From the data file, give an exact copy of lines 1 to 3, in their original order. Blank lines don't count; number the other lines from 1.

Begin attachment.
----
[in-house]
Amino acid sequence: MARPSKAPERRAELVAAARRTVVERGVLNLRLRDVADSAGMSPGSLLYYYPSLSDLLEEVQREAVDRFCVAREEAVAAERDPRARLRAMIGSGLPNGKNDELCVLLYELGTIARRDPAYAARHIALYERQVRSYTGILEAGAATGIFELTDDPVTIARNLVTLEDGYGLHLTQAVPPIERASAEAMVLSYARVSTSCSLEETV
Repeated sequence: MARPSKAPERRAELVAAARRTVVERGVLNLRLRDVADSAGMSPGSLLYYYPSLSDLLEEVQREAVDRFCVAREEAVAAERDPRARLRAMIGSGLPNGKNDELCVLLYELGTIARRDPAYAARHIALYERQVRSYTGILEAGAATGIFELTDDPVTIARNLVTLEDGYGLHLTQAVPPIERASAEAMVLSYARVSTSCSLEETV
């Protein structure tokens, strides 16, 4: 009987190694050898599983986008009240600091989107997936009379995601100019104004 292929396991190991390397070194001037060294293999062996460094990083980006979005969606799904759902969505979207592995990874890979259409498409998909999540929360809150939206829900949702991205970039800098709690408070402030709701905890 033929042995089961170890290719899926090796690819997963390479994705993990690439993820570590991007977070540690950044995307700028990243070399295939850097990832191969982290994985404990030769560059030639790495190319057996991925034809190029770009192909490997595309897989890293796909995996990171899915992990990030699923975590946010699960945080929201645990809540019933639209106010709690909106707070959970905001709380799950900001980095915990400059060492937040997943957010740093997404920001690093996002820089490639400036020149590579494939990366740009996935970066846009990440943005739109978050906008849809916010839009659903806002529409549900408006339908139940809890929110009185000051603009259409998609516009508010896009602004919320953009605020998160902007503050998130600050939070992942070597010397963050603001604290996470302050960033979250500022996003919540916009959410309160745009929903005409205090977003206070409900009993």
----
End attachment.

[in-house]
Amino acid sequence: MARPSKAPERRAELVAAARRTVVERGVLNLRLRDVADSAGMSPGSLLYYYPSLSDLLEEVQREAVDRFCVAREEAVAAERDPRARLRAMIGSGLPNGKNDELCVLLYELGTIARRDPAYAARHIALYERQVRSYTGILEAGAATGIFELTDDPVTIARNLVTLEDGYGLHLTQAVPPIERASAEAMVLSYARVSTSCSLEETV
Repeated sequence: MARPSKAPERRAELVAAARRTVVERGVLNLRLRDVADSAGMSPGSLLYYYPSLSDLLEEVQREAVDRFCVAREEAVAAERDPRARLRAMIGSGLPNGKNDELCVLLYELGTIARRDPAYAARHIALYERQVRSYTGILEAGAATGIFELTDDPVTIARNLVTLEDGYGLHLTQAVPPIERASAEAMVLSYARVSTSCSLEETV